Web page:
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Calpers Tops $260 Billion as It Recoups $95 Billion Loss

Calpers Tops $260 Billion High as Fund Recoups $95 Billion Loss
The California Public Employees’ Retirement System isn’t alone in nearing previous high marks. The 100 largest public pensions in the U.S. had $2.9 trillion in assets in the fourth quarter of 2007, according to U.S. Census Bureau data. Photographer: Ken James/Bloomberg

The California Public Employees’ Retirement System reached a market value of $260.8 billion in assets, surpassing the high set before the global financial crisis wiped out more than a third of its wealth.

The largest U.S. pension, with half of its money in equities, passed its pre-recession high of $260.6 billion on Oct. 31, 2007, according to a posting today on its website. The fund returned 13 percent in 2012, about the same gain as the Standard & Poor’s 500-stock index.

“The fund is stabilizing and the lessons we’ve applied from the past are paying off,” Chief Investment Officer Joe Dear said by e-mail. “But as remarkable as this number is, we are long-term investors and try to not get too excited when things are good or too discouraged when things are bad.”

Calpers isn’t alone in seeing gains. The 100 largest public pensions in the U.S. had $2.9 trillion in assets in the fourth quarter of 2007, according to U.S. Census Bureau data. That dropped to $2 trillion in 2009 and rebounded to almost $2.8 trillion as of Sept. 30.

Even with its gains, the Sacramento-based pension is still short $87 billion, or about 26 percent, of meeting its long-term commitments, and has had to ask the state and struggling cities to contribute more.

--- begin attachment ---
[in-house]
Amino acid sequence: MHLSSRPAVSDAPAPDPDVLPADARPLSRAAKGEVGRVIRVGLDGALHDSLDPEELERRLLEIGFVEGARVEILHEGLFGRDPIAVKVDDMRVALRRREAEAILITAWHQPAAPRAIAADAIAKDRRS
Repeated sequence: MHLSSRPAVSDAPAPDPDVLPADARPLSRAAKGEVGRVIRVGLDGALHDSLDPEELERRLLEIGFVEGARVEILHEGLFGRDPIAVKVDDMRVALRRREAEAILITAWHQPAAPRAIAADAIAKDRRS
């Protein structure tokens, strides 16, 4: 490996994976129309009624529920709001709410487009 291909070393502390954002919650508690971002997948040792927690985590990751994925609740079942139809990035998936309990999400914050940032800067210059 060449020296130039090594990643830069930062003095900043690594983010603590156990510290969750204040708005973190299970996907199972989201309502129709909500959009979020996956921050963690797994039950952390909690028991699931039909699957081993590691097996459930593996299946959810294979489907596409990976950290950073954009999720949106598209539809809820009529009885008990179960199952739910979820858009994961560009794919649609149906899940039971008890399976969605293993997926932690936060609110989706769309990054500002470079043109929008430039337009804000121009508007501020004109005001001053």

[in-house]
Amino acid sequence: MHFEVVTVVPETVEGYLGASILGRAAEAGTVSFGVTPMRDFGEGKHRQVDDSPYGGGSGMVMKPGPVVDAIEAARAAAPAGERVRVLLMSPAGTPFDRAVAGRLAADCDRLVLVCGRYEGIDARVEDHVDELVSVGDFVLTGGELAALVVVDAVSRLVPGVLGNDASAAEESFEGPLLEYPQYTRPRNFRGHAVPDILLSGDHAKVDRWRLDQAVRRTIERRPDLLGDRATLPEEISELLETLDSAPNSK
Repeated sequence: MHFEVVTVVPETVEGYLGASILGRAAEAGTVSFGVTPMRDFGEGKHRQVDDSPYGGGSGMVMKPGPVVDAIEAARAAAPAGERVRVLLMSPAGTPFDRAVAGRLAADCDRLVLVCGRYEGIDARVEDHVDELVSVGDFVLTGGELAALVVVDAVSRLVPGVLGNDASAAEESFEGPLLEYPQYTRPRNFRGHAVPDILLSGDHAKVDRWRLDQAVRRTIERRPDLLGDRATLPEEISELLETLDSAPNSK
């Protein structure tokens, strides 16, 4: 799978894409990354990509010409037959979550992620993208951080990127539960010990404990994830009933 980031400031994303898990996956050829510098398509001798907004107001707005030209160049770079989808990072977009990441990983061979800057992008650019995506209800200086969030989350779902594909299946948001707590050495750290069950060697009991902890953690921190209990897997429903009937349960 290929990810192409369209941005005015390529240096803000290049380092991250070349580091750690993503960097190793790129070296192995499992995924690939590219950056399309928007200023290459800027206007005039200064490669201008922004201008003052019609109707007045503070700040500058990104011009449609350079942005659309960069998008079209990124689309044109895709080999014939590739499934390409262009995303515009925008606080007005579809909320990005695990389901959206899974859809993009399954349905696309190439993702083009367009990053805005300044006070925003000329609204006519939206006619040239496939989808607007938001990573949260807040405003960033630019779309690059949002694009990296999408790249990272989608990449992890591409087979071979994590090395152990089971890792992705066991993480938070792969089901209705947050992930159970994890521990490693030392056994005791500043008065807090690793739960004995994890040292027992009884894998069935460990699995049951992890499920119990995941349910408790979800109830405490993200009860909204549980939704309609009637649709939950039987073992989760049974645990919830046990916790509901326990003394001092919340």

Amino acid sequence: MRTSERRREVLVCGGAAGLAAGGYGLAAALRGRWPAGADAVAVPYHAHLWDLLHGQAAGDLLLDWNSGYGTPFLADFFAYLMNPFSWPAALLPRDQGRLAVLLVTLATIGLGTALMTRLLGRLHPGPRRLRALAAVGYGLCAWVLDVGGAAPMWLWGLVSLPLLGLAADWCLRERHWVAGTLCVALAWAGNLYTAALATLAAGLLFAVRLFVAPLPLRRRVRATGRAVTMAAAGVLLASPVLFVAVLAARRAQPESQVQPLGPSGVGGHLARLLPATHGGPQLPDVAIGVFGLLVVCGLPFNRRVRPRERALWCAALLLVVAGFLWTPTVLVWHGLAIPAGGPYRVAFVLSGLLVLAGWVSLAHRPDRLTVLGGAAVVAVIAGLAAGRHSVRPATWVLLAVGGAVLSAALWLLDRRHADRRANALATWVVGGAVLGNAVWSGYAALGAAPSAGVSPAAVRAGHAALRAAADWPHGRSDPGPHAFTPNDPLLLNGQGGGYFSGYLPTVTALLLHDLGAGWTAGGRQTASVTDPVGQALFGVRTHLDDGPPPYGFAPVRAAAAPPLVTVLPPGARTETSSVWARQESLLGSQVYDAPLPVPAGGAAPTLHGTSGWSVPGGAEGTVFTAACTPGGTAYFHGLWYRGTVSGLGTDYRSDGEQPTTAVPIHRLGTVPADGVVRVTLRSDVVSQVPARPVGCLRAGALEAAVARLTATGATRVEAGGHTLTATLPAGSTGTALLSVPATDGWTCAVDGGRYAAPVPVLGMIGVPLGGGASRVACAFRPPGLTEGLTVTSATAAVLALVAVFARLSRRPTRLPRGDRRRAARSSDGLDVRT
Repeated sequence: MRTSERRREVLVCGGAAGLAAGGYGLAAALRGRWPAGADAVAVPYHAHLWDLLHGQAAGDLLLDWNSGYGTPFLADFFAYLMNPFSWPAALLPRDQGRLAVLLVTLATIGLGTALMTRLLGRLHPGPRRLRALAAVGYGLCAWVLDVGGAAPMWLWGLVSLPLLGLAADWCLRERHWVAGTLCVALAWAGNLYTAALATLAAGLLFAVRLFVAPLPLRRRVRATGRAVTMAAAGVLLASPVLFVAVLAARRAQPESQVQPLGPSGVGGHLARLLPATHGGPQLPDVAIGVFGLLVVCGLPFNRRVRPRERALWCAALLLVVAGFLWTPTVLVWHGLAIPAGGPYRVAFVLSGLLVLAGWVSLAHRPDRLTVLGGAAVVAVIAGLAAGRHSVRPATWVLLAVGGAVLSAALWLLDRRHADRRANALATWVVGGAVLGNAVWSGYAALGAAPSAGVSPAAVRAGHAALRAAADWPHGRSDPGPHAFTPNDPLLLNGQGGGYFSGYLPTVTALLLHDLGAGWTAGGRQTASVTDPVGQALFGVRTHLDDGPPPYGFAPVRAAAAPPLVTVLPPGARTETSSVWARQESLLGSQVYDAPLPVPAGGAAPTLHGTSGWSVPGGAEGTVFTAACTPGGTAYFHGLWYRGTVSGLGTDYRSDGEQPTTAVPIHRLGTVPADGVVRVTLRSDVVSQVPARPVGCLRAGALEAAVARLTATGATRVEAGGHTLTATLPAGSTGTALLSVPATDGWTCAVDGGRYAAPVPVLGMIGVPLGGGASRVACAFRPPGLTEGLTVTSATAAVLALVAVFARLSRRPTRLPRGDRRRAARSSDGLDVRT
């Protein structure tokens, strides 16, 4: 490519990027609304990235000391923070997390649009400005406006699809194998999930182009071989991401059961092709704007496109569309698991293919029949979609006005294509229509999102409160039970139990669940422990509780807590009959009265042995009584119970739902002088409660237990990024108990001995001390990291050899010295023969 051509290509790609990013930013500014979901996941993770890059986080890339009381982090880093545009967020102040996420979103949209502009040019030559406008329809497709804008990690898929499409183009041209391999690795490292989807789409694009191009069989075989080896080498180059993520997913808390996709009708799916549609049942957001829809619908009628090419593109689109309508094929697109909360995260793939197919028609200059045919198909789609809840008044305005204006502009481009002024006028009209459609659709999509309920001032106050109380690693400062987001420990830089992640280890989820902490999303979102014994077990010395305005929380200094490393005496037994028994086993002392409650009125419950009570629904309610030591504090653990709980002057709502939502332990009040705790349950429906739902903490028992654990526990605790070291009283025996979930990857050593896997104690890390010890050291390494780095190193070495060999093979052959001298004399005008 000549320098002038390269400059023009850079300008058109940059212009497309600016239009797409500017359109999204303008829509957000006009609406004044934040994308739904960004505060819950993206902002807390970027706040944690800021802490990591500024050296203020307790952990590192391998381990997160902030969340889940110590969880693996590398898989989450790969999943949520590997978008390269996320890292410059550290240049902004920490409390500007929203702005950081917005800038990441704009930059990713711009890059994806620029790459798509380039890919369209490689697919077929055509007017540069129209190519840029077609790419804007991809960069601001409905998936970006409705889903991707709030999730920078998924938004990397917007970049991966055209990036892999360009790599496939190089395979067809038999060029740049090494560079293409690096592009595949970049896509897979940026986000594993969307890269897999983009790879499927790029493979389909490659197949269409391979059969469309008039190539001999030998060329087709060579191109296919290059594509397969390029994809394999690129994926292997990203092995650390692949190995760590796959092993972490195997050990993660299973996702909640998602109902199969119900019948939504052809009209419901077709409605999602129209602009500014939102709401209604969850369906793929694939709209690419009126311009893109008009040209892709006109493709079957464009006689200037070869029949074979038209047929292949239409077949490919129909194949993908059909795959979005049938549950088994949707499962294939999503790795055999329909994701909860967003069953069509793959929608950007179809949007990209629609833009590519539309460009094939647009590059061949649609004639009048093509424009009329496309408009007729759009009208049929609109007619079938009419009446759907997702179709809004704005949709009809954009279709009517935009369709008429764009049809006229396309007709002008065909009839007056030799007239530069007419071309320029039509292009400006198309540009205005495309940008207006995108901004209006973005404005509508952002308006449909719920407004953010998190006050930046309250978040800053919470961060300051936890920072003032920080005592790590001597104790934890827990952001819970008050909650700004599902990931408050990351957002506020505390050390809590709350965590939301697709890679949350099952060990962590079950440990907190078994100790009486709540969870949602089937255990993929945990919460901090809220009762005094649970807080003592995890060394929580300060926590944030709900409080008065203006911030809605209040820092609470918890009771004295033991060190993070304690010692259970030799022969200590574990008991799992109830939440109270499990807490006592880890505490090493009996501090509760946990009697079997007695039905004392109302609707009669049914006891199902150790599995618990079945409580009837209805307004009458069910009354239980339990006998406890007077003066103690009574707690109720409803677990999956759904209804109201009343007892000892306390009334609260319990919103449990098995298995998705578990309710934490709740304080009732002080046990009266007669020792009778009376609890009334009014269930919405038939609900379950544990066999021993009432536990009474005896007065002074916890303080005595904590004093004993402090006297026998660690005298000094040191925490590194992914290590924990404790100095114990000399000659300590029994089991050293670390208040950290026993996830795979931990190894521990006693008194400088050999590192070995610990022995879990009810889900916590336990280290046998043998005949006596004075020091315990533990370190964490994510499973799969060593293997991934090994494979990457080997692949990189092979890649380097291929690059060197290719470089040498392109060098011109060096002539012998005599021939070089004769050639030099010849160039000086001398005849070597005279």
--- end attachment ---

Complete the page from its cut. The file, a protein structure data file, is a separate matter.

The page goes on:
Calpers’s value was already in decline when Lehman Brothers Holdings Inc. went bankrupt in September 2008, leading to a panic that wiped out more than $6 trillion in U.S. stock-market value in about six months. By 2009, Calpers’s value had plummeted to $164.7 billion.

Equities Climb

Since then, the pension fund has benefited from the stock market’s recovery after the S&P 500 Index touched a 12-year low in March 2009. The benchmark gauge of U.S. equities climbed more than 13 percent last year and has more than doubled since its low.

Apart from stocks, Calpers invested about 16 percent of its money in bonds as of Jan. 31, 13 percent in private equity, 8 percent in real estate, 4 percent in cash-equivalents, 4 percent in inflation-linked holdings such as commodities and 1 percent in forest land and infrastructure such as airports and power plants.

The state and local governments paid $7.8 billion to the fund in the last fiscal year, almost four times more than a decade earlier.

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